Thursday, September 19th at 6:30 pm - Amir Alexander discusses and signs "Proof!"
DIESEL, A Bookstore in Brentwood welcomes Amir Alexander to the store to discuss and sign Proof!: How the World Became Geometrical on Thursday, September 19th at 6:30 pm. Please note that this event will take place in the lower outdoor courtyard adjacent to our store.
An eye-opening narrative of how geometric principles fundamentally shaped our world.
On a cloudy day in 1413, a balding young man stood at the entrance to the Cathedral of Florence, facing the ancient Baptistery across the piazza. As puzzled passers-by looked on, he raised a small painting to his face, then held a mirror in front of the painting. Few at the time understood what he was up to; even he barely had an inkling of what was at stake. But on that day, the master craftsman and engineer Filippo Brunelleschi would prove that the world and everything within it was governed by the ancient science of geometry.
In Proof!, the award-winning historian Amir Alexander traces the path of the geometrical vision of the world as it coursed its way from the Renaissance to the present, shaping our societies, our politics, and our ideals. Geometry came to stand for a fixed and unchallengeable universal order, and kings, empire-builders, and even republican revolutionaries would rush to cast their rule as the apex of the geometrical universe. For who could doubt the right of a ruler or the legitimacy of a government that drew its power from the immutable principles of Euclidean geometry?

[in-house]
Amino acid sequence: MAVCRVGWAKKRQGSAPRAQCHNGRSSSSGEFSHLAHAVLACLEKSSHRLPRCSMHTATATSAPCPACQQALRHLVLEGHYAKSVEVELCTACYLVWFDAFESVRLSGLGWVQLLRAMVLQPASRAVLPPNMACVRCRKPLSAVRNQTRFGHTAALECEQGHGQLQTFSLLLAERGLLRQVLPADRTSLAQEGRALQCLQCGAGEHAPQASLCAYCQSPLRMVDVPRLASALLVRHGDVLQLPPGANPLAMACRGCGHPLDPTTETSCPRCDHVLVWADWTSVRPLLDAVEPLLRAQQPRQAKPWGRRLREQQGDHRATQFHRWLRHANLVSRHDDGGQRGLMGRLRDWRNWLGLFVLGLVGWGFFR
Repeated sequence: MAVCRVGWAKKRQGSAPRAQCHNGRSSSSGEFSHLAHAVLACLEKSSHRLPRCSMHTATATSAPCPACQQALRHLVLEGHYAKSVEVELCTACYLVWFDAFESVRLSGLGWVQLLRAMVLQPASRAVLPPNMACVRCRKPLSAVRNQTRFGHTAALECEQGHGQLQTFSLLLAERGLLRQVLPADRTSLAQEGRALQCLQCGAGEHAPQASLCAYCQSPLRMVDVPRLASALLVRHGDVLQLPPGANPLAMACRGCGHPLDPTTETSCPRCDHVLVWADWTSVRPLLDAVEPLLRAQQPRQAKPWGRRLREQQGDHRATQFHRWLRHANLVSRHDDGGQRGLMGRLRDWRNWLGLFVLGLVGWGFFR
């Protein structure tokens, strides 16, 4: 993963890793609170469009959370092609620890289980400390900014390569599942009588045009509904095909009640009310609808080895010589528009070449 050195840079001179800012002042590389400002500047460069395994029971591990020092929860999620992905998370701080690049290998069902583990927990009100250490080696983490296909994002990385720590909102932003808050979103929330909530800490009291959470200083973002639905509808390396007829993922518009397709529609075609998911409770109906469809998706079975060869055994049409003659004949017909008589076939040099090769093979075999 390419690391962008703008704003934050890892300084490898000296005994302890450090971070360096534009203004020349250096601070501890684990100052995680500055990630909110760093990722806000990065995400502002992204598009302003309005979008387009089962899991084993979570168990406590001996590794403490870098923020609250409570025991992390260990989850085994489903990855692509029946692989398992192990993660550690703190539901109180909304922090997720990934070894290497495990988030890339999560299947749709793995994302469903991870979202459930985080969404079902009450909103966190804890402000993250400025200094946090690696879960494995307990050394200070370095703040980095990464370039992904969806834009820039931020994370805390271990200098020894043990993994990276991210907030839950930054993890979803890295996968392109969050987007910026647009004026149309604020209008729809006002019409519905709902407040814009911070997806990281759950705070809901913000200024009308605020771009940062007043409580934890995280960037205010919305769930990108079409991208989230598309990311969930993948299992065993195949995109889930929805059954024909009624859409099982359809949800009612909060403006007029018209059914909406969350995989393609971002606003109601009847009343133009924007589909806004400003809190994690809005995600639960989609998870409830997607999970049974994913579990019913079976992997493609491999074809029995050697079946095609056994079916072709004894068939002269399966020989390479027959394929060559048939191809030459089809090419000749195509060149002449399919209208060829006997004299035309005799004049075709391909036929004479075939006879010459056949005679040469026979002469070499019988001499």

From the elegant terraces of Versailles to the broad avenues of Washington, DC and on to the boulevards of New Delhi and Manila, the geometrical vision was carved into the landscape of modernity. Euclid, Alexander shows, made the world as we know it possible.
Amir Alexander teaches history at the University of California, Los Angeles. He is the author of Infinitesimal, Geometrical Landscapes, and Duel at Dawn. His writing has appeared in The New York Times and the Los Angeles Times, and his work has been featured in Nature, and The Guardian, on NPR, and elsewhere. He lives in Los Angeles, California.